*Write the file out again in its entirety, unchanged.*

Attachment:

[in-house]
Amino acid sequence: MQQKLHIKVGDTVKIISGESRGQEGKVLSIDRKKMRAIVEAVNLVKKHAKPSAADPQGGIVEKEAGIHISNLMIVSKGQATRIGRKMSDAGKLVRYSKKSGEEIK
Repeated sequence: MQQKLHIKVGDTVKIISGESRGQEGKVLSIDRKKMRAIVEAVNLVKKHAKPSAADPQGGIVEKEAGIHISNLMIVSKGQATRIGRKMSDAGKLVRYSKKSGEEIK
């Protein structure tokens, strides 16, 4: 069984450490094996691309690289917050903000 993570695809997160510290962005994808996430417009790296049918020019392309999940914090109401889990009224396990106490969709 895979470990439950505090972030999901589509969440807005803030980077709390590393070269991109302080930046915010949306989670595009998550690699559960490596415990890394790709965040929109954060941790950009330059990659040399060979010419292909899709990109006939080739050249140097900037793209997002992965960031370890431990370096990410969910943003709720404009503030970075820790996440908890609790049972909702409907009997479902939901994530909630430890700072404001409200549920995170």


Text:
[in-house]
Amino acid sequence: MQQKLHIKVGDTVKIISGESRGQEGKVLSIDRKKMRAIVEAVNLVKKHAKPSAADPQGGIVEKEAGIHISNLMIVSKGQATRIGRKMSDAGKLVRYSKKSGEEIK
Repeated sequence: MQQKLHIKVGDTVKIISGESRGQEGKVLSIDRKKMRAIVEAVNLVKKHAKPSAADPQGGIVEKEAGIHISNLMIVSKGQATRIGRKMSDAGKLVRYSKKSGEEIK
């Protein structure tokens, strides 16, 4: 069984450490094996691309690289917050903000 993570695809997160510290962005994808996430417009790296049918020019392309999940914090109401889990009224396990106490969709 895979470990439950505090972030999901589509969440807005803030980077709390590393070269991109302080930046915010949306989670595009998550690699559960490596415990890394790709965040929109954060941790950009330059990659040399060979010419292909899709990109006939080739050249140097900037793209997002992965960031370890431990370096990410969910943003709720404009503030970075820790996440908890609790049972909702409907009997479902939901994530909630430890700072404001409200549920995170």